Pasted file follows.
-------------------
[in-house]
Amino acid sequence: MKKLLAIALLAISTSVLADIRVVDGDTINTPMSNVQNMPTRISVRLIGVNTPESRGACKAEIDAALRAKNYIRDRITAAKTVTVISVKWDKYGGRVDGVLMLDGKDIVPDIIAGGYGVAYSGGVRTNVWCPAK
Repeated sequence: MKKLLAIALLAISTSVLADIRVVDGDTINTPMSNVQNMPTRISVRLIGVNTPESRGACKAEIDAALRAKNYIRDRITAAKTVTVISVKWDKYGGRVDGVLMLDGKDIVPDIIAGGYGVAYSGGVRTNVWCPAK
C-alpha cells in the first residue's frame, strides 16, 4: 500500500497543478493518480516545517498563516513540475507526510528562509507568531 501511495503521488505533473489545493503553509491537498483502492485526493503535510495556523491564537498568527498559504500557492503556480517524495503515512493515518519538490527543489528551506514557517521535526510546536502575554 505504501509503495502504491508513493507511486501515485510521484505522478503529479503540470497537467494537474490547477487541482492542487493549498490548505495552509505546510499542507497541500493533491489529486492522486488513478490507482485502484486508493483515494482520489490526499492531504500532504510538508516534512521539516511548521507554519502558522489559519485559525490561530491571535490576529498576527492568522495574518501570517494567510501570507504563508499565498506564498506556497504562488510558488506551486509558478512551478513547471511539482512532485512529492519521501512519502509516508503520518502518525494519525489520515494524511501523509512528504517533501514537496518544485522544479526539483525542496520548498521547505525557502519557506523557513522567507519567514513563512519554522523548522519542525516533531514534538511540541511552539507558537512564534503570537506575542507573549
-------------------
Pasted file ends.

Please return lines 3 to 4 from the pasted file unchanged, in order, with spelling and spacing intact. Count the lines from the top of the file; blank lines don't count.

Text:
Repeated sequence: MKKLLAIALLAISTSVLADIRVVDGDTINTPMSNVQNMPTRISVRLIGVNTPESRGACKAEIDAALRAKNYIRDRITAAKTVTVISVKWDKYGGRVDGVLMLDGKDIVPDIIAGGYGVAYSGGVRTNVWCPAK
C-alpha cells in the first residue's frame, strides 16, 4: 500500500497543478493518480516545517498563516513540475507526510528562509507568531 501511495503521488505533473489545493503553509491537498483502492485526493503535510495556523491564537498568527498559504500557492503556480517524495503515512493515518519538490527543489528551506514557517521535526510546536502575554 505504501509503495502504491508513493507511486501515485510521484505522478503529479503540470497537467494537474490547477487541482492542487493549498490548505495552509505546510499542507497541500493533491489529486492522486488513478490507482485502484486508493483515494482520489490526499492531504500532504510538508516534512521539516511548521507554519502558522489559519485559525490561530491571535490576529498576527492568522495574518501570517494567510501570507504563508499565498506564498506556497504562488510558488506551486509558478512551478513547471511539482512532485512529492519521501512519502509516508503520518502518525494519525489520515494524511501523509512528504517533501514537496518544485522544479526539483525542496520548498521547505525557502519557506523557513522567507519567514513563512519554522523548522519542525516533531514534538511540541511552539507558537512564534503570537506575542507573549